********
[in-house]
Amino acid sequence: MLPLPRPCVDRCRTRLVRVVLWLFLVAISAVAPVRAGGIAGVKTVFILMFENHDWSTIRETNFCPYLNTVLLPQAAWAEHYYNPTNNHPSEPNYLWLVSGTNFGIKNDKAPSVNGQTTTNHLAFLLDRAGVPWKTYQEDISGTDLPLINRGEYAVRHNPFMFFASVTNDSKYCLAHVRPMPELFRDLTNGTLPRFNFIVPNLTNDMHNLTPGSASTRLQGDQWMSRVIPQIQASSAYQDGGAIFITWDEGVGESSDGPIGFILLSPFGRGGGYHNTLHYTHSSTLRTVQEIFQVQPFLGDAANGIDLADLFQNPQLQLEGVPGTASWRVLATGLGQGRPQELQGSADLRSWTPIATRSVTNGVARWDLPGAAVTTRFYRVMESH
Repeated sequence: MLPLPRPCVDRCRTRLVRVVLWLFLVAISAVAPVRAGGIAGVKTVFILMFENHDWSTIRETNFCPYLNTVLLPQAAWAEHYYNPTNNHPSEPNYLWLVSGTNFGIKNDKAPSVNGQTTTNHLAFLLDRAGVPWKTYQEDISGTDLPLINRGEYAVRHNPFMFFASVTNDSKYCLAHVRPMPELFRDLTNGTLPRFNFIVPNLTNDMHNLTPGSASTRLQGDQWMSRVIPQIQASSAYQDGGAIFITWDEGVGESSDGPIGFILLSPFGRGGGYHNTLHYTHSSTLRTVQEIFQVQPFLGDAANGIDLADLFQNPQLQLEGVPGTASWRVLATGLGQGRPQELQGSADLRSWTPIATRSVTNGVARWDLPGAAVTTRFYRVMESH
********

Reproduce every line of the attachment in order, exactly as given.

[in-house]
Amino acid sequence: MLPLPRPCVDRCRTRLVRVVLWLFLVAISAVAPVRAGGIAGVKTVFILMFENHDWSTIRETNFCPYLNTVLLPQAAWAEHYYNPTNNHPSEPNYLWLVSGTNFGIKNDKAPSVNGQTTTNHLAFLLDRAGVPWKTYQEDISGTDLPLINRGEYAVRHNPFMFFASVTNDSKYCLAHVRPMPELFRDLTNGTLPRFNFIVPNLTNDMHNLTPGSASTRLQGDQWMSRVIPQIQASSAYQDGGAIFITWDEGVGESSDGPIGFILLSPFGRGGGYHNTLHYTHSSTLRTVQEIFQVQPFLGDAANGIDLADLFQNPQLQLEGVPGTASWRVLATGLGQGRPQELQGSADLRSWTPIATRSVTNGVARWDLPGAAVTTRFYRVMESH
Repeated sequence: MLPLPRPCVDRCRTRLVRVVLWLFLVAISAVAPVRAGGIAGVKTVFILMFENHDWSTIRETNFCPYLNTVLLPQAAWAEHYYNPTNNHPSEPNYLWLVSGTNFGIKNDKAPSVNGQTTTNHLAFLLDRAGVPWKTYQEDISGTDLPLINRGEYAVRHNPFMFFASVTNDSKYCLAHVRPMPELFRDLTNGTLPRFNFIVPNLTNDMHNLTPGSASTRLQGDQWMSRVIPQIQASSAYQDGGAIFITWDEGVGESSDGPIGFILLSPFGRGGGYHNTLHYTHSSTLRTVQEIFQVQPFLGDAANGIDLADLFQNPQLQLEGVPGTASWRVLATGLGQGRPQELQGSADLRSWTPIATRSVTNGVARWDLPGAAVTTRFYRVMESH